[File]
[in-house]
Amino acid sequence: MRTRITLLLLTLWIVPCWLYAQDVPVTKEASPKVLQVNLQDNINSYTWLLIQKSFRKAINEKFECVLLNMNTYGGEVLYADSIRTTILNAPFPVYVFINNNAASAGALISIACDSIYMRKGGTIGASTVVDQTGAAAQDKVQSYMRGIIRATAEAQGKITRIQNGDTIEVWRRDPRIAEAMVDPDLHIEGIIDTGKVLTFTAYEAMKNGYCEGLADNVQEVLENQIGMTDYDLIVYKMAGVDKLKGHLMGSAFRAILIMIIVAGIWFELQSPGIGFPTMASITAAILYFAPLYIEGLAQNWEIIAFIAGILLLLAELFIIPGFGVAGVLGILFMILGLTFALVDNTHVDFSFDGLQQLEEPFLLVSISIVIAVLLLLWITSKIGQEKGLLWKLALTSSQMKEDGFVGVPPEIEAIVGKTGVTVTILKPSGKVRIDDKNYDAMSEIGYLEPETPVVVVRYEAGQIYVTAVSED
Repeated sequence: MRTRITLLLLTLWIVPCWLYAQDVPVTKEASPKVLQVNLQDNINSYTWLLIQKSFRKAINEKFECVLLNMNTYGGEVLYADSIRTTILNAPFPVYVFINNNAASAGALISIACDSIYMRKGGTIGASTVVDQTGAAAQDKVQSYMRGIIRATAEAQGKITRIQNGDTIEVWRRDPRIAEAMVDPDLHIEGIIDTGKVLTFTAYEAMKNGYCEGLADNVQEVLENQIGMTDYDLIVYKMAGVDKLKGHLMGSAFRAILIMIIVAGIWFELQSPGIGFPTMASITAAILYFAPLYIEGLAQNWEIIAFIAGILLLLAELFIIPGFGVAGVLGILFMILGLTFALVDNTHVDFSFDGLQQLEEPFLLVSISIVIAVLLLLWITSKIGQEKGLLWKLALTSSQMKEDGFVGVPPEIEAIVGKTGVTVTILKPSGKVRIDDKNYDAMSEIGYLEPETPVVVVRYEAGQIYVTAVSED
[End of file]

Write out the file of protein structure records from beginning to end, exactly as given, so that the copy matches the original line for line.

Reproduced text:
[in-house]
Amino acid sequence: MRTRITLLLLTLWIVPCWLYAQDVPVTKEASPKVLQVNLQDNINSYTWLLIQKSFRKAINEKFECVLLNMNTYGGEVLYADSIRTTILNAPFPVYVFINNNAASAGALISIACDSIYMRKGGTIGASTVVDQTGAAAQDKVQSYMRGIIRATAEAQGKITRIQNGDTIEVWRRDPRIAEAMVDPDLHIEGIIDTGKVLTFTAYEAMKNGYCEGLADNVQEVLENQIGMTDYDLIVYKMAGVDKLKGHLMGSAFRAILIMIIVAGIWFELQSPGIGFPTMASITAAILYFAPLYIEGLAQNWEIIAFIAGILLLLAELFIIPGFGVAGVLGILFMILGLTFALVDNTHVDFSFDGLQQLEEPFLLVSISIVIAVLLLLWITSKIGQEKGLLWKLALTSSQMKEDGFVGVPPEIEAIVGKTGVTVTILKPSGKVRIDDKNYDAMSEIGYLEPETPVVVVRYEAGQIYVTAVSED
Repeated sequence: MRTRITLLLLTLWIVPCWLYAQDVPVTKEASPKVLQVNLQDNINSYTWLLIQKSFRKAINEKFECVLLNMNTYGGEVLYADSIRTTILNAPFPVYVFINNNAASAGALISIACDSIYMRKGGTIGASTVVDQTGAAAQDKVQSYMRGIIRATAEAQGKITRIQNGDTIEVWRRDPRIAEAMVDPDLHIEGIIDTGKVLTFTAYEAMKNGYCEGLADNVQEVLENQIGMTDYDLIVYKMAGVDKLKGHLMGSAFRAILIMIIVAGIWFELQSPGIGFPTMASITAAILYFAPLYIEGLAQNWEIIAFIAGILLLLAELFIIPGFGVAGVLGILFMILGLTFALVDNTHVDFSFDGLQQLEEPFLLVSISIVIAVLLLLWITSKIGQEKGLLWKLALTSSQMKEDGFVGVPPEIEAIVGKTGVTVTILKPSGKVRIDDKNYDAMSEIGYLEPETPVVVVRYEAGQIYVTAVSED